Yesterday, a pilot had to crash land his helicopter on a farm in Mathaithi, near Karatina due to bad weather. The public did not react much to his lucky landing, but the fact that he was flying his kids to Banda School in Nairobi. Flying, not driving. Word is that this pilot, Allan Root, flies his kids from Lewa Downs conservancy in Laikipia County to Nairobi’s Banda School. Of further interest is the judgment and snide remarks in various media towards his flying kids to school, while most Kenyans walk kilometers, barefoot to get to school every morning. The reaction bordered jealousy, admiration and mostly, judgment.
Perhaps, Mr. Root should have used that money to do something more ‘valuable’ to the society? Perhaps, he should have taken his kids to an affordable school? Perhaps Mr. Root is the reason we are poor? Watching the comments flow on social media, it hit me that there is a certain judgment we hold against the rich. We point fingers at them as though they are sinning against humanity by spending their money, indulging in affluence. As though the rest are poor because they are rich. But the question is, if you had the money that Mr. Root has, wouldn’t you want to take your kids to the best schools, fly them maybe, take them for holidays to see the wonders of world if you felt like it and were capable? I mean, we are talking about your money here. Money you have earned. Money you control.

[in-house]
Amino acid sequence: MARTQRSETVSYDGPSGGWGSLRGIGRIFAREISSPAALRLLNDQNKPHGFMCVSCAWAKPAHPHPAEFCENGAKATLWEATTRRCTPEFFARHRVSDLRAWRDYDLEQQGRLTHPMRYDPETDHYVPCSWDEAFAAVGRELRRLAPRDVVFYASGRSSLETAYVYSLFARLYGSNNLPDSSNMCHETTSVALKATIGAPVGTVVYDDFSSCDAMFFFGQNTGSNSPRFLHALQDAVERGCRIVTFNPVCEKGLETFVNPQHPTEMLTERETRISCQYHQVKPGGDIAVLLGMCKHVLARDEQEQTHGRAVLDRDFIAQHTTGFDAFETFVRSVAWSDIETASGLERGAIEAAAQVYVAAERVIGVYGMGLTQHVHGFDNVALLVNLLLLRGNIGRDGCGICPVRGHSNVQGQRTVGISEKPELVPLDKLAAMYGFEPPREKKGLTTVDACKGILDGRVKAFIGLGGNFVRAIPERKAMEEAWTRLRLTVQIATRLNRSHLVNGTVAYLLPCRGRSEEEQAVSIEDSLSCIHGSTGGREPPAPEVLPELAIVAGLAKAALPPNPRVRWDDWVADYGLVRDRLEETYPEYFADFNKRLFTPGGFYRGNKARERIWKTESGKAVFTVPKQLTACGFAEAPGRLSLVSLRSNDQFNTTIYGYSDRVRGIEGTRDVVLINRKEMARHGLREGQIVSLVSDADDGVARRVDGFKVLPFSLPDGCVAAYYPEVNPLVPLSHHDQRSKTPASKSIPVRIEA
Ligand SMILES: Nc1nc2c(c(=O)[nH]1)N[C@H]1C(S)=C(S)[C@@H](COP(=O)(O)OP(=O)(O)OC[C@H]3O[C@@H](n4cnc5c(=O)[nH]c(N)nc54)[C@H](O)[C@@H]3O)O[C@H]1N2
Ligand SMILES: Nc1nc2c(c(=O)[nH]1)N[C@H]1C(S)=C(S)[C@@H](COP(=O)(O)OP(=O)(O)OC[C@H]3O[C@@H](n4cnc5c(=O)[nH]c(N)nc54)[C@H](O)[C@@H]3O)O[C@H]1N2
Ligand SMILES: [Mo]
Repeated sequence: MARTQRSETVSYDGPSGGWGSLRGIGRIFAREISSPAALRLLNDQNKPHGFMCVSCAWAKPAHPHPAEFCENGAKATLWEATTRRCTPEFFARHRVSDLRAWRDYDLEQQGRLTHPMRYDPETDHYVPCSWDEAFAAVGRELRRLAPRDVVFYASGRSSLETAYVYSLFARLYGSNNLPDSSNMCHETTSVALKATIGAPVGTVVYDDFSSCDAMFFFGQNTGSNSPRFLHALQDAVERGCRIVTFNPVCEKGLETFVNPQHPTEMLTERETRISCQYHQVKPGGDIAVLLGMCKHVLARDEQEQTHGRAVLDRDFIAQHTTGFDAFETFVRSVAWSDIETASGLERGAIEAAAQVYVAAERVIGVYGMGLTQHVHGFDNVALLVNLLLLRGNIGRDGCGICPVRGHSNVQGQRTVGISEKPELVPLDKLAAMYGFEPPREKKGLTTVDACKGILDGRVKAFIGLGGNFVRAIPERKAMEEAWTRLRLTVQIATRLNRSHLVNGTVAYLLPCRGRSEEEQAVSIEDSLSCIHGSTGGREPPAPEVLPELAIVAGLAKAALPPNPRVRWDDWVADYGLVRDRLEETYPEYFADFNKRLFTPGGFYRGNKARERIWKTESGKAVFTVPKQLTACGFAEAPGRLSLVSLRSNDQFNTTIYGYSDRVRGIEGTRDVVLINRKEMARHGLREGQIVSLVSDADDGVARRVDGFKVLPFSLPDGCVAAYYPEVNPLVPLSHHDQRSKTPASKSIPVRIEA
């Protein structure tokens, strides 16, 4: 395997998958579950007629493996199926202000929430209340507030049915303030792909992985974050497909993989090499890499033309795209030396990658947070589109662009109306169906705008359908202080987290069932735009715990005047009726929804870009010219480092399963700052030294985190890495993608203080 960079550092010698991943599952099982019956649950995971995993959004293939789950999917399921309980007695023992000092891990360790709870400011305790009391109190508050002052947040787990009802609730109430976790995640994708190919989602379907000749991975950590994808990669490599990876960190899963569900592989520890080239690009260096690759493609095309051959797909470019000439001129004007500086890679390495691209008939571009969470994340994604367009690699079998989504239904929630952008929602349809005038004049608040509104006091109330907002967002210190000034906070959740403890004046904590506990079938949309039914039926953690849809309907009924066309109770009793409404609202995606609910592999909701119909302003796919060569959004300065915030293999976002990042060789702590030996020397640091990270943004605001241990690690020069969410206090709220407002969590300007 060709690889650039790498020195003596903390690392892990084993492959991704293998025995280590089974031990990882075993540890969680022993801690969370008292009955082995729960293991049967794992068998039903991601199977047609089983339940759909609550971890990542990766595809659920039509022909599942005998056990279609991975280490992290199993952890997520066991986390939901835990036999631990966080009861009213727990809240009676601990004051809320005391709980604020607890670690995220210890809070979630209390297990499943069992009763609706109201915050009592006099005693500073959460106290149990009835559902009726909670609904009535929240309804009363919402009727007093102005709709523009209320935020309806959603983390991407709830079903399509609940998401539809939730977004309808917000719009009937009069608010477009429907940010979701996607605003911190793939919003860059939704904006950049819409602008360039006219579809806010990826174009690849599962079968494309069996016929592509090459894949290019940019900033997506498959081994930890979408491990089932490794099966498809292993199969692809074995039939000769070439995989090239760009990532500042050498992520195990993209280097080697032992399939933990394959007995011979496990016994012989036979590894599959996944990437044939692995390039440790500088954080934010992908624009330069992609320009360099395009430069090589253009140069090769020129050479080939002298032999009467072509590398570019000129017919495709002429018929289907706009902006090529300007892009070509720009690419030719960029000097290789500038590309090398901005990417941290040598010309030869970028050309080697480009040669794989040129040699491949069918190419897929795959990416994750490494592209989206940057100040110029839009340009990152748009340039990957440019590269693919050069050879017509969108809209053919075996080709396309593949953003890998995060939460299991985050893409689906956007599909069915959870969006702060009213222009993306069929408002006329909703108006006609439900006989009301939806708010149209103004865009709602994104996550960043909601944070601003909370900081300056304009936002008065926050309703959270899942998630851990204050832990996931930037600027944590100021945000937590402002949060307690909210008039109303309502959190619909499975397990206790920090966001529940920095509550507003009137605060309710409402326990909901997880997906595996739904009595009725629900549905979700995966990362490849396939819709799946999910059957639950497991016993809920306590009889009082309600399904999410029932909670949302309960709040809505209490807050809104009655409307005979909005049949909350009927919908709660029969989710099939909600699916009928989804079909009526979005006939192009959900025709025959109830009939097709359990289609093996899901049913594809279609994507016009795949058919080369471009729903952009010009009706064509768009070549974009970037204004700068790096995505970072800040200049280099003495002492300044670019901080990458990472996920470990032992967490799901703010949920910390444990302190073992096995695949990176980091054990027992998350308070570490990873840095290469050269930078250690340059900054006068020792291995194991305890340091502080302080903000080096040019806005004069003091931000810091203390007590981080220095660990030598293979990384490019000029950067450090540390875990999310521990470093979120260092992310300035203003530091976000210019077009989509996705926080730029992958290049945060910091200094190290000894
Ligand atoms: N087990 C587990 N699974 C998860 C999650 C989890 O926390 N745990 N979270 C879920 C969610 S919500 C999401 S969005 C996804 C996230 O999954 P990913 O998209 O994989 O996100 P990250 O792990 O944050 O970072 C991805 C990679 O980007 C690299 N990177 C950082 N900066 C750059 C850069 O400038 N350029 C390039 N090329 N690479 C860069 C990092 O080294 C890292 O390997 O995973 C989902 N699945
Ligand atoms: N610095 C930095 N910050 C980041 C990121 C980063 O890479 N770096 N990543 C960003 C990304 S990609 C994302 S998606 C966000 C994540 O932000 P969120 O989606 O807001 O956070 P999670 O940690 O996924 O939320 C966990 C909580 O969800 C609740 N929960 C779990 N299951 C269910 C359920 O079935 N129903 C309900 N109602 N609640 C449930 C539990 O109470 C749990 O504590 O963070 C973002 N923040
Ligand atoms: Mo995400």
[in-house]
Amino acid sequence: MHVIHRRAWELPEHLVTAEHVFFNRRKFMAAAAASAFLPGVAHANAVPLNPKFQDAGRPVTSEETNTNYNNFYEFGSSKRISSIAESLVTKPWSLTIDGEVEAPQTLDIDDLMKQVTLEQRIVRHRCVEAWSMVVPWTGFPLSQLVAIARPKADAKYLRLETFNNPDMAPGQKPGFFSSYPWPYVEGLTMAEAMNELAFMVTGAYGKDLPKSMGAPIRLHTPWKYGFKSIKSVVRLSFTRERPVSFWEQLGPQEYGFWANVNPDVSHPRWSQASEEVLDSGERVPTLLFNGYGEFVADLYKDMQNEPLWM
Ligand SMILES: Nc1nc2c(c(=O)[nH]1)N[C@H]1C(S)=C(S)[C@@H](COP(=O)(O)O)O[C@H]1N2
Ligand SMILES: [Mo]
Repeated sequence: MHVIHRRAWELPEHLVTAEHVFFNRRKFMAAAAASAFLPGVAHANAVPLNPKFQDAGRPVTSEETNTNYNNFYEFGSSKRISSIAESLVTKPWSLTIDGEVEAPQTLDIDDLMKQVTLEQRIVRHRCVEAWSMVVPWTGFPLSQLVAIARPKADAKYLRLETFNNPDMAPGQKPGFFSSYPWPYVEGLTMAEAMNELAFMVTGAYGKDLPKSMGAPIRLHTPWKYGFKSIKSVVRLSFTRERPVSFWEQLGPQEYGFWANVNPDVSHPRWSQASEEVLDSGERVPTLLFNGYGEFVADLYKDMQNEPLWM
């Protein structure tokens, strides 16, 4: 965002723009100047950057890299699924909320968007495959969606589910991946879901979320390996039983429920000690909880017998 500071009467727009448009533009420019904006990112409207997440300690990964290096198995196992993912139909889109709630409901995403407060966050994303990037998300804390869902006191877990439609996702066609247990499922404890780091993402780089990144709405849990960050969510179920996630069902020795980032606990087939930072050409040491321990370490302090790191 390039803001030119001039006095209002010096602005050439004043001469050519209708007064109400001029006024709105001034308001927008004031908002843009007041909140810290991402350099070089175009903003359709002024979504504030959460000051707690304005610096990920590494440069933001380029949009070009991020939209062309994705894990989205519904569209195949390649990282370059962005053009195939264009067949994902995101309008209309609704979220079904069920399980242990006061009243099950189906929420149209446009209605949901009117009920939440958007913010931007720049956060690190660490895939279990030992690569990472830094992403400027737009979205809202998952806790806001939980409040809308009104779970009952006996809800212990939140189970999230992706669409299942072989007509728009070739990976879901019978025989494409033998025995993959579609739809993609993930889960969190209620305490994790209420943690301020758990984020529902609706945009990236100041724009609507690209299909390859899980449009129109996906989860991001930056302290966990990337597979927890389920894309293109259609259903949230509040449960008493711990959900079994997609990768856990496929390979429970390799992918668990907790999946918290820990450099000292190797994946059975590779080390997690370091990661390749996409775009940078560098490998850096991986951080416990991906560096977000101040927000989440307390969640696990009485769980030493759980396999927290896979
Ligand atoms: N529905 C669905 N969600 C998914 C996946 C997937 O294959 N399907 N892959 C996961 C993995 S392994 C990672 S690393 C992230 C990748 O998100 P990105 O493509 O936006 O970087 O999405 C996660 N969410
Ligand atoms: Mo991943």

When it comes to money, our behavior is often interesting. Some people will often battle with guilt for being wealthy. And it is actually understandable, possibly a gut reaction of guilt, a tinge of regret for having money in such bad economy. When they show images of kids withering out of hunger in Northern Kenya, the guilt eats you up, and you put your plate aside. It bothers us. Possibly because that could be you, or could have been you. When we pass a beggar on the street without giving, the guilt is overwhelming. What is this thing about having that bothers those who have and those who do not have?
Is it that the rich are responsible for the poor? Do the rich owe the poor anything? Why is accumulation of wealth and its consumption an uncomfortable thing for those with it and those who witness it? The basis of the capitalist system usually is to amass wealth. So when we finally get there, why is it so uncomfortable? This could actually justify the common talk about too little and too much money being bad for you.
We cannot all be rich. Some are bound to be extremely rich, while others are bound to stand on the other extreme side. It is a society, and economic stratification is inevitable. But should the rich suffer because the rest are suffering? Do the rich owe the rest anything?